The road to this prestigious award was bumpy. In 2013, there was already a reconnection of the representatives of all six sites, which succeeded in being the places where the experimental housing estates were constructed at the turn of the 1920s and 1930s. The network of representatives from Stuttgart, Brno, Prague, Wrocław, Zurich, and Vienna was a playground for lively communication about the value of these unique architectural complexes and their future direction and new purposes. This intense cooperation resulted in the 2016 exhibition entitled “On the way to modernity. Werkbund Estates 1927-1932” in the Wrocław Museum of Architecture. The joint efforts of the five cities, led by Stuttgart (with the exception of Zurich), culminated in receiving a major European award of the European Heritage Label.
The first set of villas in the Baba estate was constructed in response to the Deutscher Werkbund initiative in the interwar period of 1927-1932. In the name of functionalism and left-wing fascination with collective housing, the initiative promoted a progressive and daring approach to the construction of modern estates for the broader public. It also answered the question of the housing crisis in major European cities. The purpose of the construction involved simplicity, sanitariness, affordability, and a rapid pace of construction using the revolutionary technology of a reinforced concrete frame and prefabricated materials which could be folded together like a jigsaw puzzle.
The intense interconnection and cooperation of the European associations resulted in exhibitions displaying the new housing style. The first Weissenhof estate was presented as part of the “Apartment” (“Die Wohnung”) Exhibition in Stuttgart in 1927. It was designed on the basis of legendary architects, such as Le Corbusier, Walter Gropius, or Ludwig Mies van der Rohe (the author of the functionalist Villa Tugendhat in Brno). This exhibition was followed by others presenting the construction of the New House Estate in Brno, the WuWA Estate in Wrocław, or the Neubühl Estate in Zurich. Prague presented an exhibition of the Baba Estate and Vienna showed its own estate incorporating the work of the prominent architect Adolf Loos. However, the emerging fascism was not at all in favour of the socio-political experiments of the modernist movement. The Baba estate was lucky – it is among the best-preserved Werkbund estates left intact by WWII.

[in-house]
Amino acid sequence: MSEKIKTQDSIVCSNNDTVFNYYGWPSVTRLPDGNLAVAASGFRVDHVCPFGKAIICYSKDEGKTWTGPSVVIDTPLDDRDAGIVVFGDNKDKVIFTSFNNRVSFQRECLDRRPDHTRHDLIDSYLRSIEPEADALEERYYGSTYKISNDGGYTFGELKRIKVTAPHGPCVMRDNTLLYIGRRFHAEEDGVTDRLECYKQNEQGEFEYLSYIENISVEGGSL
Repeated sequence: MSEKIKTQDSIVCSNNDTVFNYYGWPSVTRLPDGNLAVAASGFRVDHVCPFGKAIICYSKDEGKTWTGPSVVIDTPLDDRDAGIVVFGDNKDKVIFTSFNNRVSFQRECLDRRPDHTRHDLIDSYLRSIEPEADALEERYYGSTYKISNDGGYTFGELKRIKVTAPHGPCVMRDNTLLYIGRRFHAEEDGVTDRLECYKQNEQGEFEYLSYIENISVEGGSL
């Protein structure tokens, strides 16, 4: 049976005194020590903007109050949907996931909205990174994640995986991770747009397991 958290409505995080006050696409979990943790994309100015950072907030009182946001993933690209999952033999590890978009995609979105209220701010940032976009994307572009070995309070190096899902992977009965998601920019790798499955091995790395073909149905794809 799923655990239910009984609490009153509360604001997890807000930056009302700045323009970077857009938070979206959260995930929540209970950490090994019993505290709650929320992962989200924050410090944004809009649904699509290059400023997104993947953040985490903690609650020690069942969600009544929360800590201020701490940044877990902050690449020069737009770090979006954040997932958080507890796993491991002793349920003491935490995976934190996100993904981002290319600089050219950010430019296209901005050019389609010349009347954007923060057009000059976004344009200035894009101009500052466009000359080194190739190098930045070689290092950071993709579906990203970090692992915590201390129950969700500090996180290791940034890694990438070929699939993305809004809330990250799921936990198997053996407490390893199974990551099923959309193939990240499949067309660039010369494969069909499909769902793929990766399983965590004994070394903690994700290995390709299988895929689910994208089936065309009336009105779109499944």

Although built as one of the six most valued residential estates today, with the aim of promoting functionalist housing, the Baba estate is the only set of individual villas owned by private investors who were among the progressively-minded icons of Prague society. The Czechoslovak Werkbund, led by the architect Pavel Janák, bought a three-hectare plot of land in the Baba estate in Dejvice (between St. Matthew’s Church and the Baba ruins) and approached a distinct group of versatile modernist architects and designers, such as Ladislav Žák, Evžen Linhart, Josef Gočár or Hana Kučerová-Záveská. The combination of enlightened architects, builders and no less progressive investors gave rise to a unique set of modernist villas with terraces and flat roofs arranged in a checkerboard pattern which offered their inhabitants a magnificent view of the Prague panorama. The design naturally included gardens and public spaces.
The only foreigner was the Dutch avant-garde architect Mart Stam, who so enchanted the house owners, Jiří Palička and his wife, the textile artist Emílie Paličková, at the exhibition in Stuttgart that they asked him to design their villa. Today, the Palička Villa is an example of a sensitive approach to renovating these types of architectural and urban gems. In the decades of their lives, most of the villas and their surroundings have undergone a number of more or less sensitive changes. The prestigious award will help speed up the implementation of the overall revitalisation of this urban heritage zone to the satisfaction of both the locals and visitors to this unique Prague sight.